Courtney McKinney, cmckinney[at]wclp.org
Sara J. Williams, sjwilliams[at]lafla.org
About Hunger Action Los Angeles – Hunger Action Los Angeles (HALA) works to end hunger and promote healthy eating through advocacy, direct service, and organizing.
About Legal Aid Foundation of Los Angeles – Legal Aid Foundation of Los Angeles (LAFLA) seeks to achieve equal justice for people living in poverty across Greater Los Angeles. LAFLA changes lives through direct representation, systems change and community empowerment. It has five offices in Los Angeles County, along with four Self-Help Legal Access Centers at area courthouses and three domestic violence clinics to aid survivors.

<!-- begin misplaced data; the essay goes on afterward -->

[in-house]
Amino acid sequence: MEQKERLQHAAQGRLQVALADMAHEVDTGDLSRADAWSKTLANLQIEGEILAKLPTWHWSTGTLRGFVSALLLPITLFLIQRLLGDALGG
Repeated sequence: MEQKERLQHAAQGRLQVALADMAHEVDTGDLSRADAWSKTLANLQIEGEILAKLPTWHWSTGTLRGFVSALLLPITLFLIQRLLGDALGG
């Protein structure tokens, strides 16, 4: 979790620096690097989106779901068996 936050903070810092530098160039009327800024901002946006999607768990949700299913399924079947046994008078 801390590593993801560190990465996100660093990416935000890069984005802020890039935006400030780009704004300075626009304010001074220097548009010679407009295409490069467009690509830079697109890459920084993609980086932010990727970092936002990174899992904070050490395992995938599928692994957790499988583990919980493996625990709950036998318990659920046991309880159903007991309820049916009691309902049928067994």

About Western Center on Law & Poverty – Through the lens of economic and racial justice, Western Center on Law & Poverty fights in courts, cities, counties, and in the Capitol to secure housing, health care and a strong safety net for low-income Californians.
Western Center’s Proposition Guide
With election day drawing near and Californians sending in ballots, we prepared a Proposition Guide to help you navigate complicated propositions on the 2020 ballot. Check out the full guide for a better understanding of Western Center’s position on each proposition.
Western Center policy advocate Jessica Bartholow wrote a blog post further explaining our YES position on Proposition 25 to end money bail.